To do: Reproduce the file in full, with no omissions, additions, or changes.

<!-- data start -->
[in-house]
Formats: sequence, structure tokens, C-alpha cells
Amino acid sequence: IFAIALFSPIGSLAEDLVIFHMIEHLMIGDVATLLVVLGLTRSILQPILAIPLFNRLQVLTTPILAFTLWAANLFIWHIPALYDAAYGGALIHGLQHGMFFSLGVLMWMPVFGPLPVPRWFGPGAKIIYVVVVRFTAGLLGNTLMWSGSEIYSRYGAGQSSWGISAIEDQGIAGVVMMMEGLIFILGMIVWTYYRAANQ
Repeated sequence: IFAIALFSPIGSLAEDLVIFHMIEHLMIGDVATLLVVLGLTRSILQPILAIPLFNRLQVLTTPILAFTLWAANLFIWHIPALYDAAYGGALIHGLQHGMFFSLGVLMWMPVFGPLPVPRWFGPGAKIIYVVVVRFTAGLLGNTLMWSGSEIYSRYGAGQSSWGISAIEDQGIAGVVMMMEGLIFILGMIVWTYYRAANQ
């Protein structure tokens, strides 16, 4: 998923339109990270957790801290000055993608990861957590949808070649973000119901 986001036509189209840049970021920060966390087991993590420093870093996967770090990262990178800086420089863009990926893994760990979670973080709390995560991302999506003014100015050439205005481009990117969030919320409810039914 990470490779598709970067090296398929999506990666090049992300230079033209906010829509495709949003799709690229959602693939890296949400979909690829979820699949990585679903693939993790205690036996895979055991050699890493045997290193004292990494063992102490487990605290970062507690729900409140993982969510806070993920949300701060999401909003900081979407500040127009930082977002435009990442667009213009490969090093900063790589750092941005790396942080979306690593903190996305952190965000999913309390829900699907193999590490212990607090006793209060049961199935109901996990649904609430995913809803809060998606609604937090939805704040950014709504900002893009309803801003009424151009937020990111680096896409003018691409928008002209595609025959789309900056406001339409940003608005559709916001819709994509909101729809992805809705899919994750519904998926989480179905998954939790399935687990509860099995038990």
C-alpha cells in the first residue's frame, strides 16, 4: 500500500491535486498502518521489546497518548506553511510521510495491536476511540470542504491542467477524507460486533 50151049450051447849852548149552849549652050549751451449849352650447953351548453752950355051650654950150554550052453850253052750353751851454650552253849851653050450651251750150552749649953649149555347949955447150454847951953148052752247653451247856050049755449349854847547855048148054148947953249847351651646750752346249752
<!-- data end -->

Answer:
[in-house]
Formats: sequence, structure tokens, C-alpha cells
Amino acid sequence: IFAIALFSPIGSLAEDLVIFHMIEHLMIGDVATLLVVLGLTRSILQPILAIPLFNRLQVLTTPILAFTLWAANLFIWHIPALYDAAYGGALIHGLQHGMFFSLGVLMWMPVFGPLPVPRWFGPGAKIIYVVVVRFTAGLLGNTLMWSGSEIYSRYGAGQSSWGISAIEDQGIAGVVMMMEGLIFILGMIVWTYYRAANQ
Repeated sequence: IFAIALFSPIGSLAEDLVIFHMIEHLMIGDVATLLVVLGLTRSILQPILAIPLFNRLQVLTTPILAFTLWAANLFIWHIPALYDAAYGGALIHGLQHGMFFSLGVLMWMPVFGPLPVPRWFGPGAKIIYVVVVRFTAGLLGNTLMWSGSEIYSRYGAGQSSWGISAIEDQGIAGVVMMMEGLIFILGMIVWTYYRAANQ
């Protein structure tokens, strides 16, 4: 998923339109990270957790801290000055993608990861957590949808070649973000119901 986001036509189209840049970021920060966390087991993590420093870093996967770090990262990178800086420089863009990926893994760990979670973080709390995560991302999506003014100015050439205005481009990117969030919320409810039914 990470490779598709970067090296398929999506990666090049992300230079033209906010829509495709949003799709690229959602693939890296949400979909690829979820699949990585679903693939993790205690036996895979055991050699890493045997290193004292990494063992102490487990605290970062507690729900409140993982969510806070993920949300701060999401909003900081979407500040127009930082977002435009990442667009213009490969090093900063790589750092941005790396942080979306690593903190996305952190965000999913309390829900699907193999590490212990607090006793209060049961199935109901996990649904609430995913809803809060998606609604937090939805704040950014709504900002893009309803801003009424151009937020990111680096896409003018691409928008002209595609025959789309900056406001339409940003608005559709916001819709994509909101729809992805809705899919994750519904998926989480179905998954939790399935687990509860099995038990």
C-alpha cells in the first residue's frame, strides 16, 4: 500500500491535486498502518521489546497518548506553511510521510495491536476511540470542504491542467477524507460486533 50151049450051447849852548149552849549652050549751451449849352650447953351548453752950355051650654950150554550052453850253052750353751851454650552253849851653050450651251750150552749649953649149555347949955447150454847951953148052752247653451247856050049755449349854847547855048148054148947953249847351651646750752346249752